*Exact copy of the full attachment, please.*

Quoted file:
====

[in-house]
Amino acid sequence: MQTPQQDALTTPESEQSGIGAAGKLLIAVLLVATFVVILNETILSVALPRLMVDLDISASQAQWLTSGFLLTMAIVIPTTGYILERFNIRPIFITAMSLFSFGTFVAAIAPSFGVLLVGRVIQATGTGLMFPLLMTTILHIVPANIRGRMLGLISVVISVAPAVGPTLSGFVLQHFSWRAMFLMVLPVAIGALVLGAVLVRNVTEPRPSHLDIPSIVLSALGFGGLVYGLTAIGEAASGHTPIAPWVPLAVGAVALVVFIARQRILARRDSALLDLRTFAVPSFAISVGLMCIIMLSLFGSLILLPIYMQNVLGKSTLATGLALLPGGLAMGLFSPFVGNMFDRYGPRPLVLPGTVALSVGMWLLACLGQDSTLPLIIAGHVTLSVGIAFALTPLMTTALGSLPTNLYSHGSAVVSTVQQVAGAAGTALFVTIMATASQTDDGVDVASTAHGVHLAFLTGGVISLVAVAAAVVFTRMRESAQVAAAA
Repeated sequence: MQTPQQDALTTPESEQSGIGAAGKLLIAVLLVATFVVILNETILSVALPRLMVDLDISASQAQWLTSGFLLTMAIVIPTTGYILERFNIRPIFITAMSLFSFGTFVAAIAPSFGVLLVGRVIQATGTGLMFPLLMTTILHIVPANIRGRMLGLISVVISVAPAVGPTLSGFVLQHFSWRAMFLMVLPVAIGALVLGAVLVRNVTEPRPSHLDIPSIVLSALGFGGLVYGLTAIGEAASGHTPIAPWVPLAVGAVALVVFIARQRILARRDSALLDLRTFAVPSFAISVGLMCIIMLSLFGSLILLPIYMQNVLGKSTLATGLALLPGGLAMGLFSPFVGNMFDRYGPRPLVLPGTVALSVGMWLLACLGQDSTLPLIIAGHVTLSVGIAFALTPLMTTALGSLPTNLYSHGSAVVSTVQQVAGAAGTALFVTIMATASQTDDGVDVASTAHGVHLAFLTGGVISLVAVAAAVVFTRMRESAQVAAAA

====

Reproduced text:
[in-house]
Amino acid sequence: MQTPQQDALTTPESEQSGIGAAGKLLIAVLLVATFVVILNETILSVALPRLMVDLDISASQAQWLTSGFLLTMAIVIPTTGYILERFNIRPIFITAMSLFSFGTFVAAIAPSFGVLLVGRVIQATGTGLMFPLLMTTILHIVPANIRGRMLGLISVVISVAPAVGPTLSGFVLQHFSWRAMFLMVLPVAIGALVLGAVLVRNVTEPRPSHLDIPSIVLSALGFGGLVYGLTAIGEAASGHTPIAPWVPLAVGAVALVVFIARQRILARRDSALLDLRTFAVPSFAISVGLMCIIMLSLFGSLILLPIYMQNVLGKSTLATGLALLPGGLAMGLFSPFVGNMFDRYGPRPLVLPGTVALSVGMWLLACLGQDSTLPLIIAGHVTLSVGIAFALTPLMTTALGSLPTNLYSHGSAVVSTVQQVAGAAGTALFVTIMATASQTDDGVDVASTAHGVHLAFLTGGVISLVAVAAAVVFTRMRESAQVAAAA
Repeated sequence: MQTPQQDALTTPESEQSGIGAAGKLLIAVLLVATFVVILNETILSVALPRLMVDLDISASQAQWLTSGFLLTMAIVIPTTGYILERFNIRPIFITAMSLFSFGTFVAAIAPSFGVLLVGRVIQATGTGLMFPLLMTTILHIVPANIRGRMLGLISVVISVAPAVGPTLSGFVLQHFSWRAMFLMVLPVAIGALVLGAVLVRNVTEPRPSHLDIPSIVLSALGFGGLVYGLTAIGEAASGHTPIAPWVPLAVGAVALVVFIARQRILARRDSALLDLRTFAVPSFAISVGLMCIIMLSLFGSLILLPIYMQNVLGKSTLATGLALLPGGLAMGLFSPFVGNMFDRYGPRPLVLPGTVALSVGMWLLACLGQDSTLPLIIAGHVTLSVGIAFALTPLMTTALGSLPTNLYSHGSAVVSTVQQVAGAAGTALFVTIMATASQTDDGVDVASTAHGVHLAFLTGGVISLVAVAAAVVFTRMRESAQVAAAA